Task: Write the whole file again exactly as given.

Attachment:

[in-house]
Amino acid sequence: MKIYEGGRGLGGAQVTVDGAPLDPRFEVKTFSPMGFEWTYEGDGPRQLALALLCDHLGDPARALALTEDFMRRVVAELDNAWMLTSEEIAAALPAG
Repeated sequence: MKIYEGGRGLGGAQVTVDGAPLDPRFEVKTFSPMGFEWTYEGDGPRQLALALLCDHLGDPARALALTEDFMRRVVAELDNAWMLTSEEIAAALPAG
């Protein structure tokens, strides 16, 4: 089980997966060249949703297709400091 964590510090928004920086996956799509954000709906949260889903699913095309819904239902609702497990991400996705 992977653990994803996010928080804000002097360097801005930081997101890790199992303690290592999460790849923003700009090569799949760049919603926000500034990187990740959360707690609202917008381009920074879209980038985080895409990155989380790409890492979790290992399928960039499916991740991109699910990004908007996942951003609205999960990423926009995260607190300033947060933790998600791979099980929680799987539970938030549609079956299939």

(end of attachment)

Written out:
[in-house]
Amino acid sequence: MKIYEGGRGLGGAQVTVDGAPLDPRFEVKTFSPMGFEWTYEGDGPRQLALALLCDHLGDPARALALTEDFMRRVVAELDNAWMLTSEEIAAALPAG
Repeated sequence: MKIYEGGRGLGGAQVTVDGAPLDPRFEVKTFSPMGFEWTYEGDGPRQLALALLCDHLGDPARALALTEDFMRRVVAELDNAWMLTSEEIAAALPAG
């Protein structure tokens, strides 16, 4: 089980997966060249949703297709400091 964590510090928004920086996956799509954000709906949260889903699913095309819904239902609702497990991400996705 992977653990994803996010928080804000002097360097801005930081997101890790199992303690290592999460790849923003700009090569799949760049919603926000500034990187990740959360707690609202917008381009920074879209980038985080895409990155989380790409890492979790290992399928960039499916991740991109699910990004908007996942951003609205999960990423926009995260607190300033947060933790998600791979099980929680799987539970938030549609079956299939």